|Full name||Ernst Franz Hermann Happel|
|Date of birth||29 November 1925|
|Place of birth||Vienna, Austria|
|Date of death||14 November 1992(aged 66)|
|Place of death||Innsbruck, Austria|
|1962–1969||ADO Den Haag|
|* Senior club appearances and goals counted for the domestic league only.
† Appearances (Goals).
He is regarded as one of the most successful managers ever, winning both league and domestic cup titles in the Netherlands, Belgium, Germany and Austria as well as winning the European Cup twice, the first in 1970 and the second in 1983, and a runners-up medal at the 1978 FIFA World Cup. He was the first of the four managers to have won the European Cup with 2 different clubs, Ottmar Hitzfeld, José Mourinho and Jupp Heynckes being the other three. He is also one of four managers, along with Mourinho, Giovanni Trapattoni and Tomislav Ivić to have won domestic league championships in four different European countries.
Happel started his professional career at Rapid Wien, where he made his first team debut at 17 years of age. Forming a solid defensive partnership with Max Merkel, he played 14 years for Rapid, from 1943 till 1954 and 1956 till 1959, winning the Austrian Championship title 6 times. He was chosen in Rapid's Team of the Century in 1999.
After retiring as a player, Happel went on to become one of the greatest coaches of all time. He won the league title in four different countries. He also took two different clubs to gold in the European Champions' Cup (now the UEFA Champions League) and the Netherlands to second place in the 1978 World Cup. His first club was ADO Den Haag in 1962, with whom he won the Dutch Cup in 1968. After Den Haag he coached Feyenoord, with whom he won the Dutch championship in 1971, as well as the European Cup and the Intercontinental Cup in 1970.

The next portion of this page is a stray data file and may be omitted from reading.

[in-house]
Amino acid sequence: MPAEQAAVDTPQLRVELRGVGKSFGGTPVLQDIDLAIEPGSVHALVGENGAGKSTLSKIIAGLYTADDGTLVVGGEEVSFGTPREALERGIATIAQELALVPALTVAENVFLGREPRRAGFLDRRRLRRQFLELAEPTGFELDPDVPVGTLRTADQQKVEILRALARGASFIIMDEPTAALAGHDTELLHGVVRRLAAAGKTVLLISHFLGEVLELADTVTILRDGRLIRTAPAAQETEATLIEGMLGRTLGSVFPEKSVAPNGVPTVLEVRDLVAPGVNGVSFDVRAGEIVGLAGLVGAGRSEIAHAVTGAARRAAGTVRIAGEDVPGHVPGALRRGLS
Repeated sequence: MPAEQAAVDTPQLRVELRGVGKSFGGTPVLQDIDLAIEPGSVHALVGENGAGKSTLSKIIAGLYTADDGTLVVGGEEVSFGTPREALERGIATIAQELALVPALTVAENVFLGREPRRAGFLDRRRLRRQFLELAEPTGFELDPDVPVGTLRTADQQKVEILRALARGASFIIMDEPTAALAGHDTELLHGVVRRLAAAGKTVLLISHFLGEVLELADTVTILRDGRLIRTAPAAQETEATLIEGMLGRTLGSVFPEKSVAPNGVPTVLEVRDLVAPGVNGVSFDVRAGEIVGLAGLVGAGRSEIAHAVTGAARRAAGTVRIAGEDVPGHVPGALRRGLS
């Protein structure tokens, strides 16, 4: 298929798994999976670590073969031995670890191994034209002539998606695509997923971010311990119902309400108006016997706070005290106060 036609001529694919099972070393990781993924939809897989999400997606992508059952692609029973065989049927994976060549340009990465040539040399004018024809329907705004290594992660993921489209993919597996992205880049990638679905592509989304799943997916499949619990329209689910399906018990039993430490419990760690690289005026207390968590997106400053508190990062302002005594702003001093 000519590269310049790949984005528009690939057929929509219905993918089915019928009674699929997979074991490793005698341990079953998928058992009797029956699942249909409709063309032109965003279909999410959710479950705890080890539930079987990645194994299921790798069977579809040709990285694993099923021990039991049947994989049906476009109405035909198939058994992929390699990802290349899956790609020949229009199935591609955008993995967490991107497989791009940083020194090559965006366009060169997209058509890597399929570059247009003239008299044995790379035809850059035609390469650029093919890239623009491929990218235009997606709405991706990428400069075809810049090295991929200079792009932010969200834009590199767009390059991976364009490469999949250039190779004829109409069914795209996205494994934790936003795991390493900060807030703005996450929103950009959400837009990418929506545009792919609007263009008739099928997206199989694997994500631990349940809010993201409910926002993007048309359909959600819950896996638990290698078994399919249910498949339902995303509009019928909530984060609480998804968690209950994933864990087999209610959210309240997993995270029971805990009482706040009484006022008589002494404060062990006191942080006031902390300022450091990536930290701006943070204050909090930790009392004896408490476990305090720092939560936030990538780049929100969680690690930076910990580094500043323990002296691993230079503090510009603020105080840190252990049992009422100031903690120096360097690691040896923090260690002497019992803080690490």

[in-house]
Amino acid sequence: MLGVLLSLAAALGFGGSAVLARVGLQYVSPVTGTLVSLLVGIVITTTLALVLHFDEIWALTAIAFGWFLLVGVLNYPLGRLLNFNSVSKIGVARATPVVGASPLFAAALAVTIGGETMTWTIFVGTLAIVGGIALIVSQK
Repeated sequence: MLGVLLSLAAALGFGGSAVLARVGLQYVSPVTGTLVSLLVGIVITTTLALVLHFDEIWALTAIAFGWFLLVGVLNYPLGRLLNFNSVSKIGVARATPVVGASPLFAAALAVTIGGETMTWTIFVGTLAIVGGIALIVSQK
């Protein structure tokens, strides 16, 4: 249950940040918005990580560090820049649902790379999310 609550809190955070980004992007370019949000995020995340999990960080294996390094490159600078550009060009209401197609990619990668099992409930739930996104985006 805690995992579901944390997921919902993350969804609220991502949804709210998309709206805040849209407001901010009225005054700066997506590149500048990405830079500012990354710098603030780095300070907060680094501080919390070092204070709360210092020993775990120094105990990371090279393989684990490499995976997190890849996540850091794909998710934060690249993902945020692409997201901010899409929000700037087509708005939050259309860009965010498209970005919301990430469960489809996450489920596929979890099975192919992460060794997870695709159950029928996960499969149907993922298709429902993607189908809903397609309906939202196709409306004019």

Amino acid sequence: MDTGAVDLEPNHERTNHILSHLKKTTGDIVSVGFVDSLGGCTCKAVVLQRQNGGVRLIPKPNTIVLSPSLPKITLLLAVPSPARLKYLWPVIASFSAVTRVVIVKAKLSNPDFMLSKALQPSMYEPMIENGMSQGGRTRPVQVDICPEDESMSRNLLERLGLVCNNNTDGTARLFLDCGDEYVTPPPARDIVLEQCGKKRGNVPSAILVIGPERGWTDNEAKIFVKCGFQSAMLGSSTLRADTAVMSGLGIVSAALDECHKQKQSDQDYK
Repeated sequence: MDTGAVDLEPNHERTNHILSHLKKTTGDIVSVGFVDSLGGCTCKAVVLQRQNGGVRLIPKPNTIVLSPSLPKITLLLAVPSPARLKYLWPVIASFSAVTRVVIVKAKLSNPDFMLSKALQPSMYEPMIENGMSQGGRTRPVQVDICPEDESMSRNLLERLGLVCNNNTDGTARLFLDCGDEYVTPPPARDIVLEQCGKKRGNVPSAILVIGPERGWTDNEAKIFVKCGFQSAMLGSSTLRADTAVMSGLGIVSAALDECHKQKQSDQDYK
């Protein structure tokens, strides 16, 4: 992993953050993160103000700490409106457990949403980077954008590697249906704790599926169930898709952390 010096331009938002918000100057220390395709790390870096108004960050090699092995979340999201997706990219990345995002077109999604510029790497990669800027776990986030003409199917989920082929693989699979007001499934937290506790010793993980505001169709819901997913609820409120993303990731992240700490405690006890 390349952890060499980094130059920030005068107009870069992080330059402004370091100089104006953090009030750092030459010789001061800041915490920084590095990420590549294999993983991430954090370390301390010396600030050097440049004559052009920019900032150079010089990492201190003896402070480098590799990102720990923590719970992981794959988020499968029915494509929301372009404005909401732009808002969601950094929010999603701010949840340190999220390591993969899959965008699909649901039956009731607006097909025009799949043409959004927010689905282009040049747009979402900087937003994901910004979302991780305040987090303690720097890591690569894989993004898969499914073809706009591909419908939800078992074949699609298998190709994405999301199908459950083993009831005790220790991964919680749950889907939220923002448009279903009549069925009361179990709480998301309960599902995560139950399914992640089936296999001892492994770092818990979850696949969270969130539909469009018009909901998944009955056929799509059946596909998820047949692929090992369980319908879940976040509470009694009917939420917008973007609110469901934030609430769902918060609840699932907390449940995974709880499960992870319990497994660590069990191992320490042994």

At the 1978 FIFA World Cup in Argentina, Happel was coach of the Dutch national team and reached the final against the Argentine national team. Always a man of few words, Happel's pre-match pep talk is said to have consisted of just one sentence: "Gentlemen, two points." The Dutch subsequently lost.
During his career as coach Happel worked for several clubs, including Sevilla, Club Brugge (winning the Belgian Championship title several times) and Hamburg (1981–1987, German champions in 1982 and 1983, German Cup winner 1987).
In 1983 he won the European Cup again, 13 years after the triumph with Feyenoord Rotterdam, this time with Hamburg. He is one of 4 coaches in the history of the European Cup (now called UEFA Champions League) to win the title with two different clubs (the others being Ottmar Hitzfeld, who won with both Borussia Dortmund and Bayern Munich, Jose Mourinho, who won with FC Porto and Inter Milan and Jupp Heynckes, who won with Real Madrid and Bayern Munich).
In 1987 Happel returned to Austria as coach of FC Swarovski Tirol. With FC Tirol he won the Austrian Championship title twice (1989 and 1990) before becoming coach of the Austrian national team in 1992.
He died of lung cancer in 1992 aged 66. After his death, the biggest football stadium in Austria, the Praterstadion in Vienna, was renamed Ernst Happel Stadion. Four days after his death Austria played against Germany and reached a 0:0 draw. Ernst Happel's cap lay on the bench during the whole game.
- As of 9 May 2012
|ADO Den Haag|
|Club Brugge||21 January 1974|
|Netherlands||31 August 1977||25 June 1978|
|Standard Liège||1 July 1979||30 June 1981|
|Hamburger SV||1 July 1981||30 June 1987||257||141||59||57||54.86|
|FC Tirol||1 July 1987||1 December 1991|
|Austria||1 January 1992||14 November 1992|
As a player
- Austrian Football Bundesliga (6):
- 1946, 1948, 1951, 1952, 1954, 1957
- Austrian Cup (1):
- Zentropa Cup (1):
As a coach
- ADO Den Haag
- Dutch Cup: 1967–68
- Club Brugge
- Standard Liège
- The Netherlands
- FIFA World Cup: (Runner–Up) 1978
- Hamburger SV
- FC Swarovski Tirol
|Awards and achievements|
Nereo Rocco (ITA)
|European Cup Winning Coach
Rinus Michels (NED)
Tony Barton (ENG)
|European Cup Winning Coach
Joe Fagan (ENG)